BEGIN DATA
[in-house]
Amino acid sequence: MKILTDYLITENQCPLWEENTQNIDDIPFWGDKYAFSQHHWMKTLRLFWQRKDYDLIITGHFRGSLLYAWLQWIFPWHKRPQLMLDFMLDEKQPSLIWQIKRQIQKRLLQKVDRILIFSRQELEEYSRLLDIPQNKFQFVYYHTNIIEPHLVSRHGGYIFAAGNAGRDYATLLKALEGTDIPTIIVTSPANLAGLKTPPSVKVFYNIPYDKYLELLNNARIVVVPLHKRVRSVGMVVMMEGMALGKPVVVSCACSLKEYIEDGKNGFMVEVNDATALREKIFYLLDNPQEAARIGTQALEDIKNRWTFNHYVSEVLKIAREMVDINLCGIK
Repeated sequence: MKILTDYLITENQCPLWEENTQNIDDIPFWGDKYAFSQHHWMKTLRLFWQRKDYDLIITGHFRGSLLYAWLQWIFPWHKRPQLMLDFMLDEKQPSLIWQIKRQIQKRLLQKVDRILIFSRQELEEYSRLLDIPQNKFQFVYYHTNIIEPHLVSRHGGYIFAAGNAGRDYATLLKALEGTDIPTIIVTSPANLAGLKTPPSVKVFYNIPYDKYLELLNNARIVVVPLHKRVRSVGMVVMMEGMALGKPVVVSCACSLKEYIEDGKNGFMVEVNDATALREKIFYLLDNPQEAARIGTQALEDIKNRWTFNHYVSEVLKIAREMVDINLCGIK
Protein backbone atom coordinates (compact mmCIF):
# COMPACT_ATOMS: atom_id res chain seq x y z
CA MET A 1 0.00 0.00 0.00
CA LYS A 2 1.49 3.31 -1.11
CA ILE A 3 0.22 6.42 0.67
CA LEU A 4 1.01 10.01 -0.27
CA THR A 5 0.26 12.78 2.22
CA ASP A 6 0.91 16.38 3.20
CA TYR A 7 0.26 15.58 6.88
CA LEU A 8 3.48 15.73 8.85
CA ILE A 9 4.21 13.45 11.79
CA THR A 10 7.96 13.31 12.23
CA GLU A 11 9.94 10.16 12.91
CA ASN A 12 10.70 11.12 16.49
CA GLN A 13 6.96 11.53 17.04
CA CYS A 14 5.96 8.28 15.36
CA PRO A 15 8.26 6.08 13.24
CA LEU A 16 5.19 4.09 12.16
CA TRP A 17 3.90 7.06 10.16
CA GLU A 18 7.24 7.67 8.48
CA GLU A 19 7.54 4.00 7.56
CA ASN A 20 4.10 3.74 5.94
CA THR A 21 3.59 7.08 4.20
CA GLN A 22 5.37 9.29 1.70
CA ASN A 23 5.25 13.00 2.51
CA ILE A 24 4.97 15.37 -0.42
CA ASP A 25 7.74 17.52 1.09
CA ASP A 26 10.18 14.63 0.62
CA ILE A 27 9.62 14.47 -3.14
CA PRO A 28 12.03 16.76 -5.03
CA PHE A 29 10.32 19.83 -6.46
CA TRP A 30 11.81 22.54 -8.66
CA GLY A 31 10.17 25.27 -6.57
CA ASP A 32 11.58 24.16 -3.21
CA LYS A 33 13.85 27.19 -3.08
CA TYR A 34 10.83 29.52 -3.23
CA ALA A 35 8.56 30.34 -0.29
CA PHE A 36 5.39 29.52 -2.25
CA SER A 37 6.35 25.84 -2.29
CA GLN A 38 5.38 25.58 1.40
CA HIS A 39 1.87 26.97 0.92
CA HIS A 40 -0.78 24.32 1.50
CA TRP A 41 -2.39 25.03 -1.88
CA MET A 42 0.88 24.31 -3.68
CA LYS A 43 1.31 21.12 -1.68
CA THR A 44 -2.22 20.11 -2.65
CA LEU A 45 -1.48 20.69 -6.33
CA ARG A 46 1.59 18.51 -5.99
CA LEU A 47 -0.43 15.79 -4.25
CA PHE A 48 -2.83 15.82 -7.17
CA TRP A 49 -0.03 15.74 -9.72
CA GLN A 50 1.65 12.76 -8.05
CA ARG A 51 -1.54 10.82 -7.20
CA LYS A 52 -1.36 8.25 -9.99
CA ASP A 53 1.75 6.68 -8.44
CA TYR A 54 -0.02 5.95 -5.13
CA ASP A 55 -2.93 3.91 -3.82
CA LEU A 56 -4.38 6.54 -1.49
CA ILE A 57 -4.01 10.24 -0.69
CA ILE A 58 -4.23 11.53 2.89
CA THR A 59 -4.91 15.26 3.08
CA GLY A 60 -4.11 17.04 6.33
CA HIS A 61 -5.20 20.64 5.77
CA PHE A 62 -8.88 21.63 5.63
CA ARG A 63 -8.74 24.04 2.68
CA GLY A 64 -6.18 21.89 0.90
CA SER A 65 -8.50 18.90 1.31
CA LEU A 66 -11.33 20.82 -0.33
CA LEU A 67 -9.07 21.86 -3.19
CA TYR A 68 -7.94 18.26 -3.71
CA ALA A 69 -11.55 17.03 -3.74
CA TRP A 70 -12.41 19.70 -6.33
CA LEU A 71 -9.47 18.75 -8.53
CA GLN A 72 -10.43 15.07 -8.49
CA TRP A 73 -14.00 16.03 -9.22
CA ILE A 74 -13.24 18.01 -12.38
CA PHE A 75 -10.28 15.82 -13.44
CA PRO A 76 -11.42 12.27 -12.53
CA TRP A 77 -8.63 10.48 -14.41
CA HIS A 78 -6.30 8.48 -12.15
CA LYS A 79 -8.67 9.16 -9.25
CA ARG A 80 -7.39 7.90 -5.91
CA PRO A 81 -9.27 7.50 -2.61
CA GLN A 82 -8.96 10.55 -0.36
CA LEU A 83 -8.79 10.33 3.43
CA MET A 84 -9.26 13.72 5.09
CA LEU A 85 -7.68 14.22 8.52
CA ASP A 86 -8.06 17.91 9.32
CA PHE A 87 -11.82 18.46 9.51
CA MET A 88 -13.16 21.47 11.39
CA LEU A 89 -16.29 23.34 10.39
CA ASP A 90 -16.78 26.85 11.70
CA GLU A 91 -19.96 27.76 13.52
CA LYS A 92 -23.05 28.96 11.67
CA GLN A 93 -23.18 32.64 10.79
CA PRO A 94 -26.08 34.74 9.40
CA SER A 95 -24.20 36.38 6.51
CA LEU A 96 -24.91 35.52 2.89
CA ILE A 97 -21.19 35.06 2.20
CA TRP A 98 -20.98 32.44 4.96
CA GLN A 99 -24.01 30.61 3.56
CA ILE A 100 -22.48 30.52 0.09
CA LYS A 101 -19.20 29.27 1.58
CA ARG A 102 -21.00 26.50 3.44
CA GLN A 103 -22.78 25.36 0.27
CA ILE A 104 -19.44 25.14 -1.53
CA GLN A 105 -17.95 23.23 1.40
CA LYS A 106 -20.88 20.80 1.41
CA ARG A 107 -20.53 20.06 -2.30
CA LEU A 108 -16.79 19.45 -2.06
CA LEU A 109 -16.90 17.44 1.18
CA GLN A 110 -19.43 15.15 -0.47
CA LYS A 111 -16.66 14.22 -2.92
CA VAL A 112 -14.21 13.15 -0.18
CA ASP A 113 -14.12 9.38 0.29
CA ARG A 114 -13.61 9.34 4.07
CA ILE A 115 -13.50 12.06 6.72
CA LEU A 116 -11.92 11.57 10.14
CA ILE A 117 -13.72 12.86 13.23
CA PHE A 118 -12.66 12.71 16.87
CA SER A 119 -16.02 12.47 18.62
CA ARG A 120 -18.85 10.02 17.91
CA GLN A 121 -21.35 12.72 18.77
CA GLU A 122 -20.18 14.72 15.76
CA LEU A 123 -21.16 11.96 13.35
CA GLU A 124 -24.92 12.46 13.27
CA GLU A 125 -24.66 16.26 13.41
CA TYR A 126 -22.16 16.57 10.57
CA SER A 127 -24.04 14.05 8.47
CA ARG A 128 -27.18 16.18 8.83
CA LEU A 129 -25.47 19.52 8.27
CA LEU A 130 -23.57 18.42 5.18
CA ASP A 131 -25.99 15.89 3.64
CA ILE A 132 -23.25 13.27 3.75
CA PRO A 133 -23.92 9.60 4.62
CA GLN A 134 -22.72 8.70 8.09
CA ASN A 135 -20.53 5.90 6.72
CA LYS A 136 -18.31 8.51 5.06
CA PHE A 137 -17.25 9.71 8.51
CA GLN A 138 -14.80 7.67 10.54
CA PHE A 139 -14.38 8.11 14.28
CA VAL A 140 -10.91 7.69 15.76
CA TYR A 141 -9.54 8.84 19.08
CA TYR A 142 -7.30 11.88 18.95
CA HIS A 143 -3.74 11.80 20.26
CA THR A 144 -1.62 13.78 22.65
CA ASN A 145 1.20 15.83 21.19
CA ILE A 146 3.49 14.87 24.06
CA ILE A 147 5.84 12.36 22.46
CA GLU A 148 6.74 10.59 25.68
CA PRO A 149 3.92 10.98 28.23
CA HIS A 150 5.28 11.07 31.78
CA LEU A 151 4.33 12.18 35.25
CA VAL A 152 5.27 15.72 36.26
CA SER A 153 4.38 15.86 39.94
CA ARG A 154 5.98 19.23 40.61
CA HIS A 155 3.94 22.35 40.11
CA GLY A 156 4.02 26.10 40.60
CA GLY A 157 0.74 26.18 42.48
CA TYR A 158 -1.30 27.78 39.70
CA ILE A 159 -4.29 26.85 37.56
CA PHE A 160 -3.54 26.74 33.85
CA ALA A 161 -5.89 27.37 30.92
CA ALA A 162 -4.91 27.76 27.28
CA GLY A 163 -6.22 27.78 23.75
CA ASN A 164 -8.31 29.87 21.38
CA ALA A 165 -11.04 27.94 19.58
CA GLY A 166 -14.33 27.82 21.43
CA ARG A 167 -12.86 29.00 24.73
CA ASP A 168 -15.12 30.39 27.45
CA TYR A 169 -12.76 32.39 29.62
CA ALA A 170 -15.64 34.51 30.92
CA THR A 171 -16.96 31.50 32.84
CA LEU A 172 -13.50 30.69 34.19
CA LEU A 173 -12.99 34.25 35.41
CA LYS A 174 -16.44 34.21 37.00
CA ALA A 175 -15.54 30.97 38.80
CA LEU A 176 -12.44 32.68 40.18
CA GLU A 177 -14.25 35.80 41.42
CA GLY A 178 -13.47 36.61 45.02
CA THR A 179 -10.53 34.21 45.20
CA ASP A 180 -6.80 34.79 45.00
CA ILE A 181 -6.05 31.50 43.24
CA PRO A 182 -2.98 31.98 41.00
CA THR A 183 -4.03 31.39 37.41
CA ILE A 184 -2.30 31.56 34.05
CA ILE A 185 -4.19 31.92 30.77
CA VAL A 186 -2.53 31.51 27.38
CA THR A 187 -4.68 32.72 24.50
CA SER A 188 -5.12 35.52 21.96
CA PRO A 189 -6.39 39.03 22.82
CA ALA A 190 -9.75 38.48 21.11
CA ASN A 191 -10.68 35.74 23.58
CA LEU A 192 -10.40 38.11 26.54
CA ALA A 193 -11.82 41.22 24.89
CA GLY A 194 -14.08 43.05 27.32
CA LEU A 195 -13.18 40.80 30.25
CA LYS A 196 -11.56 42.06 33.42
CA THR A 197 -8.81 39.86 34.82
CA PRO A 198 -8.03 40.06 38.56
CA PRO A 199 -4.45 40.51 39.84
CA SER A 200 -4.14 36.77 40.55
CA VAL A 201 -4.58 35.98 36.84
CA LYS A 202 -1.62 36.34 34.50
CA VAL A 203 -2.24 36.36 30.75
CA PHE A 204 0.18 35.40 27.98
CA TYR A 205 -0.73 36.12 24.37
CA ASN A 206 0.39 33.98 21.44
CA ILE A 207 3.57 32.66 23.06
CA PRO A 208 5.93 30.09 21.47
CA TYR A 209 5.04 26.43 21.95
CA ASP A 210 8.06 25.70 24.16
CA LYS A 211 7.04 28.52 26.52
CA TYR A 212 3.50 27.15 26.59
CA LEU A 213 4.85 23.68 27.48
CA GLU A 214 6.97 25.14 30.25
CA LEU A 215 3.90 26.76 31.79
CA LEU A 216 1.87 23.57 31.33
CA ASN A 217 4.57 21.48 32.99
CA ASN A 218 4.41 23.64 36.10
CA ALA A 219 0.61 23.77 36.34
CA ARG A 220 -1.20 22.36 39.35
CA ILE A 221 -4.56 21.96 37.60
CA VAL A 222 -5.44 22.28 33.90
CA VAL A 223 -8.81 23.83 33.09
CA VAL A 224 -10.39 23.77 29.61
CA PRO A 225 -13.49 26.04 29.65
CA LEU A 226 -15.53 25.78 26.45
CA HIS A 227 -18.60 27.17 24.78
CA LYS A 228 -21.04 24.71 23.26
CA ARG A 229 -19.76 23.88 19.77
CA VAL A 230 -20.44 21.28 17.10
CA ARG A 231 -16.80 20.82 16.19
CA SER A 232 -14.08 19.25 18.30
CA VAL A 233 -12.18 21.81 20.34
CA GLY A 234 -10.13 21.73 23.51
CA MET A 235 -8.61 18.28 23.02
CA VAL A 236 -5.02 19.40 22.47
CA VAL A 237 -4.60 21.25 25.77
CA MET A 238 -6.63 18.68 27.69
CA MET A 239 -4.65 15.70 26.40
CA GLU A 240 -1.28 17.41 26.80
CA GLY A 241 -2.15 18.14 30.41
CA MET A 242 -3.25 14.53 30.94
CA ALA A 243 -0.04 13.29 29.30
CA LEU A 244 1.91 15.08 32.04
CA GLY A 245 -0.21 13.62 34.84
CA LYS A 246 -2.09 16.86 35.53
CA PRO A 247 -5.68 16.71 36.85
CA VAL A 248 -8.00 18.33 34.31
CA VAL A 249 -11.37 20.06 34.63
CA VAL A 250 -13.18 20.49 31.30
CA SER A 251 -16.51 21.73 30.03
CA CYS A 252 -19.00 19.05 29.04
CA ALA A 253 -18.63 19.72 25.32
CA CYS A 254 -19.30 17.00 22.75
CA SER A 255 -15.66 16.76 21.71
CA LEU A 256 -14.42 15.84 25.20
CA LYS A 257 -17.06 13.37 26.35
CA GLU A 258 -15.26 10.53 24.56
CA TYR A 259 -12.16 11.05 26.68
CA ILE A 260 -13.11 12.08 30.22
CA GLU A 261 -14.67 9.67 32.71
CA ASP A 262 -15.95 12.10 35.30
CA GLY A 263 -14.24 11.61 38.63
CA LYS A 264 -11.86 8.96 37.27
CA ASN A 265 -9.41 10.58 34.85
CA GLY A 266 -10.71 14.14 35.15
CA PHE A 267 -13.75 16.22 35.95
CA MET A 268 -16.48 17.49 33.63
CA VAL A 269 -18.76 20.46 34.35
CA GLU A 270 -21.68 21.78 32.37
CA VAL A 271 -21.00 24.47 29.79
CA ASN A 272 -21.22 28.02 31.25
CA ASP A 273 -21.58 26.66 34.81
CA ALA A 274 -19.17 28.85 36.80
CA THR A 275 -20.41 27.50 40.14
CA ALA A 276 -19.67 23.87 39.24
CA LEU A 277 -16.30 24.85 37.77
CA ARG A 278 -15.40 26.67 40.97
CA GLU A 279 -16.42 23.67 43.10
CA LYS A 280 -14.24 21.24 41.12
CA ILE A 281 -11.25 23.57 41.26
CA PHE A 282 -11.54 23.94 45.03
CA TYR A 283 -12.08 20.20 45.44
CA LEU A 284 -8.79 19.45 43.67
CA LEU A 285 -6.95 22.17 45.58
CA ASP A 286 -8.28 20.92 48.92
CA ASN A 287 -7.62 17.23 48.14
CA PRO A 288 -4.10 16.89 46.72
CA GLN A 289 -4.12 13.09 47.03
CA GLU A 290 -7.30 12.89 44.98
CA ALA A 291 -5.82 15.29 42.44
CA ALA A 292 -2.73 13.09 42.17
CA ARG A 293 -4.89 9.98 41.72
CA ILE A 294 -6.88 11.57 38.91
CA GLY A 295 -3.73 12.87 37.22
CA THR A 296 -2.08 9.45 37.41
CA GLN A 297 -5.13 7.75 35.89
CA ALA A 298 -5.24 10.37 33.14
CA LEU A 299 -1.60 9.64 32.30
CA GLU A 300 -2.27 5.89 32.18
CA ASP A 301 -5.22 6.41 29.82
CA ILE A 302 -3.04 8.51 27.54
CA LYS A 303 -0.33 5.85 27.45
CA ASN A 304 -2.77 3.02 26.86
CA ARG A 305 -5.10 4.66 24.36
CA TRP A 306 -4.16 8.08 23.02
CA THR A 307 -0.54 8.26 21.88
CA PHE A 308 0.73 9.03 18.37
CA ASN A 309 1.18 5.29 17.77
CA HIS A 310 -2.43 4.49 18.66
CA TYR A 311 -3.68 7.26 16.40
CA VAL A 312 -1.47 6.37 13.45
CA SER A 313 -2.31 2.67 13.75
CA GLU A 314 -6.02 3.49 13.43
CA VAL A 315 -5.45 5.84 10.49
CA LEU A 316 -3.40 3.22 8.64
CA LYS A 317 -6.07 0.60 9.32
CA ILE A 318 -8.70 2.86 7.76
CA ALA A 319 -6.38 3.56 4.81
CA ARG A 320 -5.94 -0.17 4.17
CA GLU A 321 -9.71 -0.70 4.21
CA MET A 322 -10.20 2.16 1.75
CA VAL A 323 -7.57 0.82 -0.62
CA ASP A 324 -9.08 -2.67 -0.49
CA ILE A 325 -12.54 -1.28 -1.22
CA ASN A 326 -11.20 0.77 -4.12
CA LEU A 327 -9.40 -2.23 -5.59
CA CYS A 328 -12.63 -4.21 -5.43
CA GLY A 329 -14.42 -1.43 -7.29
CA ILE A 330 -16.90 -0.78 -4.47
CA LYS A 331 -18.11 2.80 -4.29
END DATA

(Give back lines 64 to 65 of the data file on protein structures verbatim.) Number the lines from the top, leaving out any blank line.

CA THR A 59 -4.91 15.26 3.08
CA GLY A 60 -4.11 17.04 6.33